The people who got the horror sweat made facial expressions suggesting fear or anxiety shortly after they were exposed to the sweat. The Jackass-sweat smellers, meanwhile, made disgusted faces. (This was determined by comparing their faces to “distinctive facial-muscle signatures” associated with emotions. For more on face reading, check out Paul Ekman and his facial action coding system.) The two sweats also appeared to have affected the smellers’ behavior, with the horror sweat smellers attempting to acquire more sensory information while exposed to the sweat by taking bigger sniffs and scanning more and fixing their gaze less during the visual exercise.

What the Nose Knows

What all this, and a bunch of other studies looking at the same sort of thing, suggests is that humans might not communicate by just sight, sound, and touch. Like other animals, we might also use chemical signals embedded in our sweat, and maybe elsewhere, to let each other know about our emotional states.

That has been a contentious idea for a very long time, with some people claiming “definitive evidence of human pheromones,” and others saying “no, not so fast.” While there’s a good amount of evidence for behavioral and physiological changes in people in response to “chemosignals,” no one has been able to nail down just what the chemicals are that trigger these responses, and how people detect them. The vomeronasal organ, which many animals use to detect pheromones, is present in some humans, but doesn’t appear functional. When scientists can find them in people, the genes that code for their receptors don’t seem to have done their job, and their sensory neurons have little or no connection with the central nervous system.

Those are two very important dots that need to be connected before the line between someone’s sweaty armpit and someone else’s schnoz can be drawn clearly.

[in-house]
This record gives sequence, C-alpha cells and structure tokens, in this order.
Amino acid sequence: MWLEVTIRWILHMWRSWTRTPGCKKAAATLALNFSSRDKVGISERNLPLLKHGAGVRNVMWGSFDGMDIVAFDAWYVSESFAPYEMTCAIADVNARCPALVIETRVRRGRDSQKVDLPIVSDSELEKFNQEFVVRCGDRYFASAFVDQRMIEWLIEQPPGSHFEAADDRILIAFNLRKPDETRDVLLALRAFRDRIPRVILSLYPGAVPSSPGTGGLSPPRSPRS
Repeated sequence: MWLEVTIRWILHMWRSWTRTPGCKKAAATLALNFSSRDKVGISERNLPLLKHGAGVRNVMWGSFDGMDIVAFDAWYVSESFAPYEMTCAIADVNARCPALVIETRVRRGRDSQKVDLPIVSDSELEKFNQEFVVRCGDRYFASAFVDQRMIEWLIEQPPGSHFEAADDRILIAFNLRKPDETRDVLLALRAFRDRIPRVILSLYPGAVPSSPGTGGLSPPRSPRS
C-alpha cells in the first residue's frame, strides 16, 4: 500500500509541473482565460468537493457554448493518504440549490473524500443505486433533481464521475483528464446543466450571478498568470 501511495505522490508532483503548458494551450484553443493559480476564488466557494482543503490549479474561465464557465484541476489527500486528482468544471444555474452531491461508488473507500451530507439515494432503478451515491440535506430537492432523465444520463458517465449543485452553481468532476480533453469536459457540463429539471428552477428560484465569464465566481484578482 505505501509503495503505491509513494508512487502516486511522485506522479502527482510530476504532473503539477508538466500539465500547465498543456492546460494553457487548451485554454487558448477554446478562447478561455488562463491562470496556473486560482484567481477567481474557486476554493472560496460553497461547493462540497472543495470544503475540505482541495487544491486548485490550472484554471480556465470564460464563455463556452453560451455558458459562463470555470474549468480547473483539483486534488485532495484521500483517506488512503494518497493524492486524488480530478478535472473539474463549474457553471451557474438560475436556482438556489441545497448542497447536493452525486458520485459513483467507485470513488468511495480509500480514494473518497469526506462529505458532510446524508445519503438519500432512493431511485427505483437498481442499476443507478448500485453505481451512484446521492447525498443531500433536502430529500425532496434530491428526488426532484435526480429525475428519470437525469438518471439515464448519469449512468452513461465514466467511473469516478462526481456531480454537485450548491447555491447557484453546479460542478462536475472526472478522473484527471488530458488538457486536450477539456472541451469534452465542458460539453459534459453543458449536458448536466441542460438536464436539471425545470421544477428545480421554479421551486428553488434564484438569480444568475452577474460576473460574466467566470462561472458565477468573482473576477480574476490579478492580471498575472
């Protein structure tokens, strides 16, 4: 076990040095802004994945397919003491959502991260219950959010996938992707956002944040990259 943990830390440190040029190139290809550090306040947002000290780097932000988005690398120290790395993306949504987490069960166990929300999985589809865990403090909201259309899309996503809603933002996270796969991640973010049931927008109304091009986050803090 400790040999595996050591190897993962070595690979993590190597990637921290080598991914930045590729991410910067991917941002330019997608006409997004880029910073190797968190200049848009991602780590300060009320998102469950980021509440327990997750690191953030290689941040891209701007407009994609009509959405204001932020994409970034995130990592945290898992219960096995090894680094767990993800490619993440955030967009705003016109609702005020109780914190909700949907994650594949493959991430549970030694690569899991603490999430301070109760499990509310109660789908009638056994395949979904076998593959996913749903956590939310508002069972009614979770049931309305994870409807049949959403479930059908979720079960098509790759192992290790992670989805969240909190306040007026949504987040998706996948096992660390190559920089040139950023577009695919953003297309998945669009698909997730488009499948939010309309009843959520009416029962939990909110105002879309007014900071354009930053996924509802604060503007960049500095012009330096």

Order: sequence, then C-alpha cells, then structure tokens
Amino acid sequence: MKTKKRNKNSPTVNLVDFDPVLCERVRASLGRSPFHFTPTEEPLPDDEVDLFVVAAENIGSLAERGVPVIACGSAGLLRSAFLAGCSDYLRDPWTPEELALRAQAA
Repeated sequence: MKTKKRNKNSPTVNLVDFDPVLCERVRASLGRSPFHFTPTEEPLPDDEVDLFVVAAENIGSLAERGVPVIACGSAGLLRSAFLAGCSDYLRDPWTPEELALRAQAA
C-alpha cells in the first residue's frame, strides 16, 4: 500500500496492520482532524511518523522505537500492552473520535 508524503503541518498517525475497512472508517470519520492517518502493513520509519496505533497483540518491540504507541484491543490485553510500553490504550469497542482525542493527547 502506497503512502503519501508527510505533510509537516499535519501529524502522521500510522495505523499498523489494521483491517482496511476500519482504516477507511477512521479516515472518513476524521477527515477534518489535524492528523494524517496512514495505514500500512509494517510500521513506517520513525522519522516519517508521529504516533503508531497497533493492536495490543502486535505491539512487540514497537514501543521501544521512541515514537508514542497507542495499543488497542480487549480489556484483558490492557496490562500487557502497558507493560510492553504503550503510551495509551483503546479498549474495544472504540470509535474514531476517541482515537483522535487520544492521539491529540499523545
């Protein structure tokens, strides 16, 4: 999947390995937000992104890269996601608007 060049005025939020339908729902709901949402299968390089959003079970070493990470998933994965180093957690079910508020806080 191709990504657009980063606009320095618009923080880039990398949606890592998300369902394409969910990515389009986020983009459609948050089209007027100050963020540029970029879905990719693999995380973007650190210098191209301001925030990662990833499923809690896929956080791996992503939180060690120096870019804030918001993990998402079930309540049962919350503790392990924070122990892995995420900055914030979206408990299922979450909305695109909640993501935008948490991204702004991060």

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Why Did Noon Used to Mean 3 p.m.?

3 p.m. is basically noon for people who wake up at 12 p.m.
3 p.m. is basically noon for people who wake up at 12 p.m.
Mckyartstudio/iStock via Getty Images

If you’re a late sleeper, you might find yourself thinking 12 p.m. seems way too early to be considered midday, and the word noon would much better describe, say, 3 p.m. It turns out that ancient Romans would have agreed with you, if only for etymological reasons.

As Reader’s Digest explains, the days in ancient Rome were split into four periods of three hours each. The first hour was at sunrise around 6 a.m.—called prime, for first—followed by 9 a.m. (terce, denoting the third hour), 12 p.m. (sext, for sixth), and 3 p.m. (none, for ninth).

According to Merriam-Webster, Middle and Old English borrowed the time-keeping tradition, along with the Latin word for ninth, which was changed to nōn and eventually noon. Though we’re not sure exactly when or why noon started referring to 12 p.m. instead of 3 p.m., it could have something to do with Christian prayer traditions. In the Bible, Jesus’s crucifixion is said to have taken place at the ninth hour, and that’s when worshippers partook in their second of three daily prayers; the others were in the morning and evening. It’s possible that hungry monks were behind noon’s gradual shift from 3 p.m. to 12 p.m.—since their daily fast didn’t end until after the midday prayer, they had a built-in motive for moving it earlier.

While we didn’t exactly stay true to the original Latin meaning of noon, there’s another important remnant of ancient Rome hiding in the way we tell time today. Romans referred to 12 p.m. as meridiem, for midday, and so do we. A.M. is an abbreviation for ante meridiem, or before midday, and P.M. means post meridiem, or after midday.